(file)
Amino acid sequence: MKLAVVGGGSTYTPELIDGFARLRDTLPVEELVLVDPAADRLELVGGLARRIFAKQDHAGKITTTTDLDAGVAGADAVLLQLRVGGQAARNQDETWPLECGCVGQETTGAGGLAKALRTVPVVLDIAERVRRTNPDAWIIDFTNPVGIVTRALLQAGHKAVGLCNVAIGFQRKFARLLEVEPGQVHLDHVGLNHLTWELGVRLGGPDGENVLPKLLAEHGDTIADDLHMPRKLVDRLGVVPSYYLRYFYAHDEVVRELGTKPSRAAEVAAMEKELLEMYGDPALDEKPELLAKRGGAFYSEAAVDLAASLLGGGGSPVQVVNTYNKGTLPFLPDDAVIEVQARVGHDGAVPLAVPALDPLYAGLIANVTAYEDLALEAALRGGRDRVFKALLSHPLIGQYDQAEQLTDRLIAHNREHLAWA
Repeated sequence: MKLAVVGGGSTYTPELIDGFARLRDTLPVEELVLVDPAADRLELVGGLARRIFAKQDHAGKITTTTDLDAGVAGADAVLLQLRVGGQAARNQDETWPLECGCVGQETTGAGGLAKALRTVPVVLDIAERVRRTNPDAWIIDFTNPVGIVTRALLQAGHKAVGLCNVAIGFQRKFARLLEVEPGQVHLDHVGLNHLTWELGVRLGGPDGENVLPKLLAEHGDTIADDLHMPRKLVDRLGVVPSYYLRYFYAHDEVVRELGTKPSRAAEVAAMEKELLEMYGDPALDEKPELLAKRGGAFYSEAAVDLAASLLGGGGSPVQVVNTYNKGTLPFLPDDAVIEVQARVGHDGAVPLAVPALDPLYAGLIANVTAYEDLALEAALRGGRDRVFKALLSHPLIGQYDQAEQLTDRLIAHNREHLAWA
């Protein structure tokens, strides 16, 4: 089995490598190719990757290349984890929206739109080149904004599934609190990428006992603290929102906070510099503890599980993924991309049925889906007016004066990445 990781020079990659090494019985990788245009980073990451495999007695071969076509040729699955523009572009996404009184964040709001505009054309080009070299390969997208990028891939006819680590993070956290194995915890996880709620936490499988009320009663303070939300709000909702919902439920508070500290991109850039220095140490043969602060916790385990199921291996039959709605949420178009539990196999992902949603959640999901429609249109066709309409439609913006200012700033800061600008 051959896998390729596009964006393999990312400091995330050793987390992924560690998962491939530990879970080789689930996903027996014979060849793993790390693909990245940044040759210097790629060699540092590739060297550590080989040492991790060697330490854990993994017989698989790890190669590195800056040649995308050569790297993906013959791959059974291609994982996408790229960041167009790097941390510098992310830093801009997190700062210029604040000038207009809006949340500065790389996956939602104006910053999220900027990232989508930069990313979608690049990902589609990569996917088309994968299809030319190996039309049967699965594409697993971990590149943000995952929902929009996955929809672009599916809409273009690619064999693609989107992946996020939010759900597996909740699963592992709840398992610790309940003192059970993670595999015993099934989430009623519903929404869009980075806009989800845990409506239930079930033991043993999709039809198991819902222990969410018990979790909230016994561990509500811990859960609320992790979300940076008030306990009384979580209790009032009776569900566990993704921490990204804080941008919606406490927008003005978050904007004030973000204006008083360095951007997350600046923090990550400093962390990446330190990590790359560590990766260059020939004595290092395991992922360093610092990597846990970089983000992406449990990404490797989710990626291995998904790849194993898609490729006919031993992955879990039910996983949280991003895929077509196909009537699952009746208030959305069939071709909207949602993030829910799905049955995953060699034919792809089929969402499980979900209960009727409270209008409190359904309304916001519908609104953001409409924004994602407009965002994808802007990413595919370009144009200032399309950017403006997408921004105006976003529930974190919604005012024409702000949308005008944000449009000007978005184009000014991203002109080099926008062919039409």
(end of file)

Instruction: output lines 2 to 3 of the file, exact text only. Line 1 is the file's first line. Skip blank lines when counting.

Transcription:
Repeated sequence: MKLAVVGGGSTYTPELIDGFARLRDTLPVEELVLVDPAADRLELVGGLARRIFAKQDHAGKITTTTDLDAGVAGADAVLLQLRVGGQAARNQDETWPLECGCVGQETTGAGGLAKALRTVPVVLDIAERVRRTNPDAWIIDFTNPVGIVTRALLQAGHKAVGLCNVAIGFQRKFARLLEVEPGQVHLDHVGLNHLTWELGVRLGGPDGENVLPKLLAEHGDTIADDLHMPRKLVDRLGVVPSYYLRYFYAHDEVVRELGTKPSRAAEVAAMEKELLEMYGDPALDEKPELLAKRGGAFYSEAAVDLAASLLGGGGSPVQVVNTYNKGTLPFLPDDAVIEVQARVGHDGAVPLAVPALDPLYAGLIANVTAYEDLALEAALRGGRDRVFKALLSHPLIGQYDQAEQLTDRLIAHNREHLAWA
């Protein structure tokens, strides 16, 4: 089995490598190719990757290349984890929206739109080149904004599934609190990428006992603290929102906070510099503890599980993924991309049925889906007016004066990445 990781020079990659090494019985990788245009980073990451495999007695071969076509040729699955523009572009996404009184964040709001505009054309080009070299390969997208990028891939006819680590993070956290194995915890996880709620936490499988009320009663303070939300709000909702919902439920508070500290991109850039220095140490043969602060916790385990199921291996039959709605949420178009539990196999992902949603959640999901429609249109066709309409439609913006200012700033800061600008 051959896998390729596009964006393999990312400091995330050793987390992924560690998962491939530990879970080789689930996903027996014979060849793993790390693909990245940044040759210097790629060699540092590739060297550590080989040492991790060697330490854990993994017989698989790890190669590195800056040649995308050569790297993906013959791959059974291609994982996408790229960041167009790097941390510098992310830093801009997190700062210029604040000038207009809006949340500065790389996956939602104006910053999220900027990232989508930069990313979608690049990902589609990569996917088309994968299809030319190996039309049967699965594409697993971990590149943000995952929902929009996955929809672009599916809409273009690619064999693609989107992946996020939010759900597996909740699963592992709840398992610790309940003192059970993670595999015993099934989430009623519903929404869009980075806009989800845990409506239930079930033991043993999709039809198991819902222990969410018990979790909230016994561990509500811990859960609320992790979300940076008030306990009384979580209790009032009776569900566990993704921490990204804080941008919606406490927008003005978050904007004030973000204006008083360095951007997350600046923090990550400093962390990446330190990590790359560590990766260059020939004595290092395991992922360093610092990597846990970089983000992406449990990404490797989710990626291995998904790849194993898609490729006919031993992955879990039910996983949280991003895929077509196909009537699952009746208030959305069939071709909207949602993030829910799905049955995953060699034919792809089929969402499980979900209960009727409270209008409190359904309304916001519908609104953001409409924004994602407009965002994808802007990413595919370009144009200032399309950017403006997408921004105006976003529930974190919604005012024409702000949308005008944000449009000007978005184009000014991203002109080099926008062919039409």